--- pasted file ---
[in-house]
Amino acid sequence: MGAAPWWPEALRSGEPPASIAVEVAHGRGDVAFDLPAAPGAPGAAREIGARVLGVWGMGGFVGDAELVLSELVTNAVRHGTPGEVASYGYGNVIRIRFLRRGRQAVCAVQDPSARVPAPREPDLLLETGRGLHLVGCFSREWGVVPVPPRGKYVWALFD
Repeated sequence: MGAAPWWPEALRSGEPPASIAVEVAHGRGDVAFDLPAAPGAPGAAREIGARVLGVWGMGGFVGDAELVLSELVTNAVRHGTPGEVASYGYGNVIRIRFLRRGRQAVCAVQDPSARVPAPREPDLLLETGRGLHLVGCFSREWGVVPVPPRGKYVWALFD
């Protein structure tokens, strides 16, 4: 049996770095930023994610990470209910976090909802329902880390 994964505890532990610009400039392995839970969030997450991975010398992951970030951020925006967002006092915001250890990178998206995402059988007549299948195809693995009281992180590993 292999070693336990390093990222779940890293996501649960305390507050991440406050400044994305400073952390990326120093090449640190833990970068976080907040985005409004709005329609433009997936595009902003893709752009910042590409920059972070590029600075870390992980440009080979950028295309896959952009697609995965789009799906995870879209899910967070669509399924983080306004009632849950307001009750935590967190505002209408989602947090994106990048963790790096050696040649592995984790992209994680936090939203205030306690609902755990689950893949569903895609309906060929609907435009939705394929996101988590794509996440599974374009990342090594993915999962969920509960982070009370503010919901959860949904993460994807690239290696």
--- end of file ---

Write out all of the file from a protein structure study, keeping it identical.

[in-house]
Amino acid sequence: MGAAPWWPEALRSGEPPASIAVEVAHGRGDVAFDLPAAPGAPGAAREIGARVLGVWGMGGFVGDAELVLSELVTNAVRHGTPGEVASYGYGNVIRIRFLRRGRQAVCAVQDPSARVPAPREPDLLLETGRGLHLVGCFSREWGVVPVPPRGKYVWALFD
Repeated sequence: MGAAPWWPEALRSGEPPASIAVEVAHGRGDVAFDLPAAPGAPGAAREIGARVLGVWGMGGFVGDAELVLSELVTNAVRHGTPGEVASYGYGNVIRIRFLRRGRQAVCAVQDPSARVPAPREPDLLLETGRGLHLVGCFSREWGVVPVPPRGKYVWALFD
């Protein structure tokens, strides 16, 4: 049996770095930023994610990470209910976090909802329902880390 994964505890532990610009400039392995839970969030997450991975010398992951970030951020925006967002006092915001250890990178998206995402059988007549299948195809693995009281992180590993 292999070693336990390093990222779940890293996501649960305390507050991440406050400044994305400073952390990326120093090449640190833990970068976080907040985005409004709005329609433009997936595009902003893709752009910042590409920059972070590029600075870390992980440009080979950028295309896959952009697609995965789009799906995870879209899910967070669509399924983080306004009632849950307001009750935590967190505002209408989602947090994106990048963790790096050696040649592995984790992209994680936090939203205030306690609902755990689950893949569903895609309906060929609907435009939705394929996101988590794509996440599974374009990342090594993915999962969920509960982070009370503010919901959860949904993460994807690239290696």